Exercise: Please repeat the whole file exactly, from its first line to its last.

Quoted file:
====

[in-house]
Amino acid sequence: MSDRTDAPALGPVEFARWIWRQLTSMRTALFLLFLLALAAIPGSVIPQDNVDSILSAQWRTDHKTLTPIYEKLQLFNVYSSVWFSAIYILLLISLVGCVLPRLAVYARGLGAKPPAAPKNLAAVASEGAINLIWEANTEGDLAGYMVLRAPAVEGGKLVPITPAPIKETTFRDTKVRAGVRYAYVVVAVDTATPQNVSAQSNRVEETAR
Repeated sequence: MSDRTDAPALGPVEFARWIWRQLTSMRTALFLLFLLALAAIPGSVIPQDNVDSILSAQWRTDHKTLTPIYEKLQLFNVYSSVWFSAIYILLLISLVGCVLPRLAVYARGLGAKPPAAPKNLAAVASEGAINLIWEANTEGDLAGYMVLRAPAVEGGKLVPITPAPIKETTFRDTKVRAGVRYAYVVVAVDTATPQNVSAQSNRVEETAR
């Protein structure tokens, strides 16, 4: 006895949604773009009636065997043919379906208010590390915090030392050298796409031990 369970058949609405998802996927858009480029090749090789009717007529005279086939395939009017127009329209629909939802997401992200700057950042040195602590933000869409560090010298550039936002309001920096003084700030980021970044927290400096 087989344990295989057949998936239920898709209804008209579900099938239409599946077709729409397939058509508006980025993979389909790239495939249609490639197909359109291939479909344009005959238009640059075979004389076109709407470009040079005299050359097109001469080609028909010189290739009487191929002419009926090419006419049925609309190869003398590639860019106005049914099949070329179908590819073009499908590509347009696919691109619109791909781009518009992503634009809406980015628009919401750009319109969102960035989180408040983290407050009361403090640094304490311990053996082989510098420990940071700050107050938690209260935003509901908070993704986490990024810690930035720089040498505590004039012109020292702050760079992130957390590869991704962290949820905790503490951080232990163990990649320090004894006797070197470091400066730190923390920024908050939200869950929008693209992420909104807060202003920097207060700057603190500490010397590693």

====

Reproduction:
[in-house]
Amino acid sequence: MSDRTDAPALGPVEFARWIWRQLTSMRTALFLLFLLALAAIPGSVIPQDNVDSILSAQWRTDHKTLTPIYEKLQLFNVYSSVWFSAIYILLLISLVGCVLPRLAVYARGLGAKPPAAPKNLAAVASEGAINLIWEANTEGDLAGYMVLRAPAVEGGKLVPITPAPIKETTFRDTKVRAGVRYAYVVVAVDTATPQNVSAQSNRVEETAR
Repeated sequence: MSDRTDAPALGPVEFARWIWRQLTSMRTALFLLFLLALAAIPGSVIPQDNVDSILSAQWRTDHKTLTPIYEKLQLFNVYSSVWFSAIYILLLISLVGCVLPRLAVYARGLGAKPPAAPKNLAAVASEGAINLIWEANTEGDLAGYMVLRAPAVEGGKLVPITPAPIKETTFRDTKVRAGVRYAYVVVAVDTATPQNVSAQSNRVEETAR
């Protein structure tokens, strides 16, 4: 006895949604773009009636065997043919379906208010590390915090030392050298796409031990 369970058949609405998802996927858009480029090749090789009717007529005279086939395939009017127009329209629909939802997401992200700057950042040195602590933000869409560090010298550039936002309001920096003084700030980021970044927290400096 087989344990295989057949998936239920898709209804008209579900099938239409599946077709729409397939058509508006980025993979389909790239495939249609490639197909359109291939479909344009005959238009640059075979004389076109709407470009040079005299050359097109001469080609028909010189290739009487191929002419009926090419006419049925609309190869003398590639860019106005049914099949070329179908590819073009499908590509347009696919691109619109791909781009518009992503634009809406980015628009919401750009319109969102960035989180408040983290407050009361403090640094304490311990053996082989510098420990940071700050107050938690209260935003509901908070993704986490990024810690930035720089040498505590004039012109020292702050760079992130957390590869991704962290949820905790503490951080232990163990990649320090004894006797070197470091400066730190923390920024908050939200869950929008693209992420909104807060202003920097207060700057603190500490010397590693």